England

Student night-time noise clampdowns 'a success'

Drinks fountain
Image caption Patrols have been introduced to make students aware of the inconvenience they cause neighbours

Schemes to reduce nuisance noise caused by students in two busy university cities are making good progress, according to organisers.

In Southampton, Operation Shush targeted the city's Polygon area at the start of a new term with nightly patrols by police and council officers.

Oxford's Party Patrol began in May and aimed to reduce problems among the city's student population of 32,000.

Residents in both areas welcomed the efforts being made.

Resident Lorraine Barter from the Polygon area of Southampton said: "Those that have spoken to me say there has been some improvement.

"It's about time after 20 years of suffering with student nuisance."

Hampshire Police acting Insp Ryan Bartlett said: "During Operation Shush, many people were spoken with and reminded of their responsibilities as local residents.

"As a result, recorded anti-social behaviour in the Polygon area was lower than the same period last year."

Striking the balance

Signs were also erected around the city between the end of September and beginning of November warning of £80 on-the-spot fines for people caught behaving anti-socially.

Image caption Signs in Southampton warned of £80 on-the-spot fines

Police issued two fixed penalty notices, made two arrests and reported one person for an offence.

The Party Patrol scheme in Oxford has cost £12,000 since it began earlier this year.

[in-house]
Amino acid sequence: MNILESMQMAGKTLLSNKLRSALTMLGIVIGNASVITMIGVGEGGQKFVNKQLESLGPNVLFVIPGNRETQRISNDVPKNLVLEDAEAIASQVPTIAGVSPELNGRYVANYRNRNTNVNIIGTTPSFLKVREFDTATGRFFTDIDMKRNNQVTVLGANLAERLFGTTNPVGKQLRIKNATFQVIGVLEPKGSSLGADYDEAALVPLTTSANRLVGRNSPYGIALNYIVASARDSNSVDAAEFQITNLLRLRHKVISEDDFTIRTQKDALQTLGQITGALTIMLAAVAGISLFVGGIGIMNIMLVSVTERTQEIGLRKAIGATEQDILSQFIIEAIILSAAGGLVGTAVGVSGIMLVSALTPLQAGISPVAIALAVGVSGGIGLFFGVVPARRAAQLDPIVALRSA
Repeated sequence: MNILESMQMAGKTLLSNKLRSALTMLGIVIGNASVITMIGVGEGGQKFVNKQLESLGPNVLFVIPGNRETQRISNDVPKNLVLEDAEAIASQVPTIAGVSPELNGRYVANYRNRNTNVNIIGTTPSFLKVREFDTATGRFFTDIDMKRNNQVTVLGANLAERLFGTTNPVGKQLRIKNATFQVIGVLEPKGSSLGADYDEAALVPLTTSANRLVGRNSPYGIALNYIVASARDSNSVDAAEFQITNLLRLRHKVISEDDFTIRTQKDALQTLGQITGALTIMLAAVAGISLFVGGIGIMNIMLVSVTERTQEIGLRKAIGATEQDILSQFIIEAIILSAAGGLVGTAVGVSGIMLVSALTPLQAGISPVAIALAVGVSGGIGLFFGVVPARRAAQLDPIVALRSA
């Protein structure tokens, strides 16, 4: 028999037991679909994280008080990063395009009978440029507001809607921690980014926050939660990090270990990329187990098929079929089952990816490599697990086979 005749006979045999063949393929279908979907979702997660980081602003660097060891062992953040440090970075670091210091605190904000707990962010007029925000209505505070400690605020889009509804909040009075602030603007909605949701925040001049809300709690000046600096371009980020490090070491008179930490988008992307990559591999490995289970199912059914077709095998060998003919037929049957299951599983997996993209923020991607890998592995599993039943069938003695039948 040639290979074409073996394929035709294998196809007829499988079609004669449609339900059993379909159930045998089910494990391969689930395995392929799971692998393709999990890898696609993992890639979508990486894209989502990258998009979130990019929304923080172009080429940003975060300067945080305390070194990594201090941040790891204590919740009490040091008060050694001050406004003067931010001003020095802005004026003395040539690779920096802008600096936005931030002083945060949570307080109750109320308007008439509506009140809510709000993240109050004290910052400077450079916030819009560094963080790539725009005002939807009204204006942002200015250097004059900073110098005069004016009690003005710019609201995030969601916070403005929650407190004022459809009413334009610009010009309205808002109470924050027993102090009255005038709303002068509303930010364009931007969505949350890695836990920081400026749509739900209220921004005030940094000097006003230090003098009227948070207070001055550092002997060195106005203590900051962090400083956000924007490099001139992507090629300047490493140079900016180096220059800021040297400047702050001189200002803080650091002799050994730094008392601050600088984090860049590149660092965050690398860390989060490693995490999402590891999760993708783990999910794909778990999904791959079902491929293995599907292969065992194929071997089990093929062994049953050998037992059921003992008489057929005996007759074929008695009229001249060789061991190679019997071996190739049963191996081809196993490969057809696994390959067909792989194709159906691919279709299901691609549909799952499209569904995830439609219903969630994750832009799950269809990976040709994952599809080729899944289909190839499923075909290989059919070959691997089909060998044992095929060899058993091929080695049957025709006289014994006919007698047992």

The team has the power to measure noise levels, confiscate music equipment and hand out £100 fines.

Ed Chipperfield, a long-time east Oxford resident, has suffered sleepless nights from late-night revellers.

He said: "Noise nuisance is something that can make you feel quite isolated, as you feel like you're the only one who can hear it.

"You question if you're going to look stupid if you report it, as it's gone the next day and there's no record of it.

"It's not something you can break alone, you have to go through the right channels to do it.

"Luckily around here, the council and the police are quite geared up to tackling it."

Karen Dixon, from Oxford City Council's Environmental Health team, said: "People are generally polite and are willing to do whatever we ask them to do.

"There's no law that says you can't have a party. What this is about is trying to balance the needs of the residents with the needs of students."

Over the freshers period between September and October the party patrol team responded to 15 cases of noise from households and served two warning notices.

More on the issues of student noise are explored on Inside Out BBC One South on Monday, 19 November at 19:30 GMT. Watch afterwards on BBC iPlayer.

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